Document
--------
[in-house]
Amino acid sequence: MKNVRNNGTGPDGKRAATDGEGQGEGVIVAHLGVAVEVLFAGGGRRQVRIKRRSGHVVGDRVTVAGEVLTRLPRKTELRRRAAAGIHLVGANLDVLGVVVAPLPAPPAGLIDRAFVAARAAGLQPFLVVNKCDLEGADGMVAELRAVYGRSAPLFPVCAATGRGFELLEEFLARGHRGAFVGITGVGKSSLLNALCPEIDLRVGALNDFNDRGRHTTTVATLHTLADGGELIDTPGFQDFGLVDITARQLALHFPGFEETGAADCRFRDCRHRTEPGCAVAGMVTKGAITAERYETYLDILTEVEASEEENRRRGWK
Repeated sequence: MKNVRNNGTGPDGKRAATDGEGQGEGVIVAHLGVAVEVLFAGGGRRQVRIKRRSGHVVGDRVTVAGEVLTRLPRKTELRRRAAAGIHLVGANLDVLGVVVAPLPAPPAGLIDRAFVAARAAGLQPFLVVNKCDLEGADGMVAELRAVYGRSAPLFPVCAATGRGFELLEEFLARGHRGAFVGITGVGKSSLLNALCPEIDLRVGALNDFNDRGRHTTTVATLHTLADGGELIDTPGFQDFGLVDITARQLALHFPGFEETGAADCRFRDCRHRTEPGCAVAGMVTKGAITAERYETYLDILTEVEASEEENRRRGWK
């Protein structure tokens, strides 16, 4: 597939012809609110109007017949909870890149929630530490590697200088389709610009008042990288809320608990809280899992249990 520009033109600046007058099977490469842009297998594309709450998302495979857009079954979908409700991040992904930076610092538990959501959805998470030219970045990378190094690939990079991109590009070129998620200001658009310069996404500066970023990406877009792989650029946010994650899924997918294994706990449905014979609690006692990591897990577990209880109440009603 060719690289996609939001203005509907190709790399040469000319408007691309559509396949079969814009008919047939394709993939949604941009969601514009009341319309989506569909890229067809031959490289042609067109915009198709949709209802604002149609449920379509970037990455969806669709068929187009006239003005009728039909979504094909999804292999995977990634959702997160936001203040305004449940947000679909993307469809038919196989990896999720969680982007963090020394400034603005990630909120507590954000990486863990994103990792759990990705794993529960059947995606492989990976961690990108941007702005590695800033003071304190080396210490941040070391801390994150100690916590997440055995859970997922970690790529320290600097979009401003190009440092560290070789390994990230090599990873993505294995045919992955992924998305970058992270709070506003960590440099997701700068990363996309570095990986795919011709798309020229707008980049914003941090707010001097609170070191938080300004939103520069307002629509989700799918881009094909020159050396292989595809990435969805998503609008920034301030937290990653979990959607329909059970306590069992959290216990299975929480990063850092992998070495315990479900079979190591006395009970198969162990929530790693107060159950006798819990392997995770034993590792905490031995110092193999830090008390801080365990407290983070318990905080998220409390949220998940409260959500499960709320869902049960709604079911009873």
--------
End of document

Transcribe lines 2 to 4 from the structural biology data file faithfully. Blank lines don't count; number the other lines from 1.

Amino acid sequence: MKNVRNNGTGPDGKRAATDGEGQGEGVIVAHLGVAVEVLFAGGGRRQVRIKRRSGHVVGDRVTVAGEVLTRLPRKTELRRRAAAGIHLVGANLDVLGVVVAPLPAPPAGLIDRAFVAARAAGLQPFLVVNKCDLEGADGMVAELRAVYGRSAPLFPVCAATGRGFELLEEFLARGHRGAFVGITGVGKSSLLNALCPEIDLRVGALNDFNDRGRHTTTVATLHTLADGGELIDTPGFQDFGLVDITARQLALHFPGFEETGAADCRFRDCRHRTEPGCAVAGMVTKGAITAERYETYLDILTEVEASEEENRRRGWK
Repeated sequence: MKNVRNNGTGPDGKRAATDGEGQGEGVIVAHLGVAVEVLFAGGGRRQVRIKRRSGHVVGDRVTVAGEVLTRLPRKTELRRRAAAGIHLVGANLDVLGVVVAPLPAPPAGLIDRAFVAARAAGLQPFLVVNKCDLEGADGMVAELRAVYGRSAPLFPVCAATGRGFELLEEFLARGHRGAFVGITGVGKSSLLNALCPEIDLRVGALNDFNDRGRHTTTVATLHTLADGGELIDTPGFQDFGLVDITARQLALHFPGFEETGAADCRFRDCRHRTEPGCAVAGMVTKGAITAERYETYLDILTEVEASEEENRRRGWK
């Protein structure tokens, strides 16, 4: 597939012809609110109007017949909870890149929630530490590697200088389709610009008042990288809320608990809280899992249990 520009033109600046007058099977490469842009297998594309709450998302495979857009079954979908409700991040992904930076610092538990959501959805998470030219970045990378190094690939990079991109590009070129998620200001658009310069996404500066970023990406877009792989650029946010994650899924997918294994706990449905014979609690006692990591897990577990209880109440009603 060719690289996609939001203005509907190709790399040469000319408007691309559509396949079969814009008919047939394709993939949604941009969601514009009341319309989506569909890229067809031959490289042609067109915009198709949709209802604002149609449920379509970037990455969806669709068929187009006239003005009728039909979504094909999804292999995977990634959702997160936001203040305004449940947000679909993307469809038919196989990896999720969680982007963090020394400034603005990630909120507590954000990486863990994103990792759990990705794993529960059947995606492989990976961690990108941007702005590695800033003071304190080396210490941040070391801390994150100690916590997440055995859970997922970690790529320290600097979009401003190009440092560290070789390994990230090599990873993505294995045919992955992924998305970058992270709070506003960590440099997701700068990363996309570095990986795919011709798309020229707008980049914003941090707010001097609170070191938080300004939103520069307002629509989700799918881009094909020159050396292989595809990435969805998503609008920034301030937290990653979990959607329909059970306590069992959290216990299975929480990063850092992998070495315990479900079979190591006395009970198969162990929530790693107060159950006798819990392997995770034993590792905490031995110092193999830090008390801080365990407290983070318990905080998220409390949220998940409260959500499960709320869902049960709604079911009873």